Celebrating a strong, creative, resilient Lunenburg County
NOW, MORE THAN EVER...
Story by DONNA LEON
Bonny Lea resident Josh loves Vanilla Ice. When he heard that the rapper would be performing in Truro this past June, he made it his mission to attend. That meant saving money for concert tickets, transportation and accommodation for him and a support worker. Josh also applied to a Bonny Lea fund that allows participants to receive support once a year to achieve an important life experience. The concert was his dream come true.
Josh, who is in his early 30’s and has lived at Bonny Lea for 8 years, even got a selfie with the rapper. Bonny Lea Farm supports dreams. The name is apropos. Bonny Lea means “beautiful meadow” in Scottish. It’s a place where people can grow.
For 45 years, Bonny Lea Farm has been the only all-inclusive organization in Nova Scotia for adults with special needs. In 1973, the province had nothing to offer residents living with disabilities. Usually, families looked after their adult children. Where that wasn’t possible, the adults became wards of the government. Chester residents Dr. David and wife Alberta “Bertie” Pew Baker decided over dinner with friends to do something about that. Their teenage daughter, Alberta (known as Bonnie), was born with intellectual disabilities. The Bakers’ dream started that evening with a simple philosophy: give every adult an opportunity to learn, grow and succeed.
Today, the Bakers’ legacy is evident in the sprawling acreage on Collicutt Road in rural Chester. Thirty-seven adults live at Bonny Lea full-time, and nearly a dozen more from HRM to New Germany attend day programs. Bonny Lea runs nine residences and has 70 full and part-time staff.
On a rainy afternoon, a handful of participants is shredding documents in one room. In the workshop next door, a group is working on building wooden crates and decorative lobster traps. Down the hall, two women are packaging recycled cotton cleaning wipers. Near the greenhouse, a woman is cleaning sage that will be made into specialty oils, vinegars & herbal products. In another shop, men and women are splitting and packaging kindling and firewood bundles to be sold to local hardware stores. These social enterprises provide work for participants in a supportive and structured setting. Proceeds from the sales pay participants and support the many programs offered at the Farm.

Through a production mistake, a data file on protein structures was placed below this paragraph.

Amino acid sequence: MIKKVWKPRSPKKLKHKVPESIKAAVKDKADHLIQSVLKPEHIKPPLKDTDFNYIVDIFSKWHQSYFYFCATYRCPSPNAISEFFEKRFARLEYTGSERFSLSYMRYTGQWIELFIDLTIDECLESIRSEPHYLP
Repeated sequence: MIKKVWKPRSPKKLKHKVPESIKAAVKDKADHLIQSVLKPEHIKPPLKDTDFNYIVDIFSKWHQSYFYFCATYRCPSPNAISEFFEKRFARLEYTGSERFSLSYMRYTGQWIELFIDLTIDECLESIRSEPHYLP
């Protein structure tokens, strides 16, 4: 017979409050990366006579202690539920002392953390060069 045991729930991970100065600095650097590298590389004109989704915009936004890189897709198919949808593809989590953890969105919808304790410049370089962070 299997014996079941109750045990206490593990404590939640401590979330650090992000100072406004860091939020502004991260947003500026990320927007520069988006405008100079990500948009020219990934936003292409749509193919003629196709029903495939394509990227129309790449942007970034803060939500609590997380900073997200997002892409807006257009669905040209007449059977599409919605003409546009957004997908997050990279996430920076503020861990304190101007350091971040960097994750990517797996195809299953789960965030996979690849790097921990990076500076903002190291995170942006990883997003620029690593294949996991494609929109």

But there’s much more to life than work. Participants have recreational therapy and speech and language support too. Several are involved in Special Olympics. On Tuesday evenings during the summer, they love listening to live music at Chester’s Picnic in the Park.
With half of the participants now over the age of 50, the organization has a different challenge. A new building to house and support seniors with disabilities is the next goal. Plans have been approved, and a funding campaign will begin soon. Also in the works is the launch of a café and gift shop in Chester. The goal is for participants to get work experience in the community and for the Farm to have a venue for the participants’ products.
Forty-five years after its inception, the success of Bonny Lea Farm can be measured in the smiles on the faces of the men and women who live and work there. Clearly, the Bakers’ legacy continues to bloom.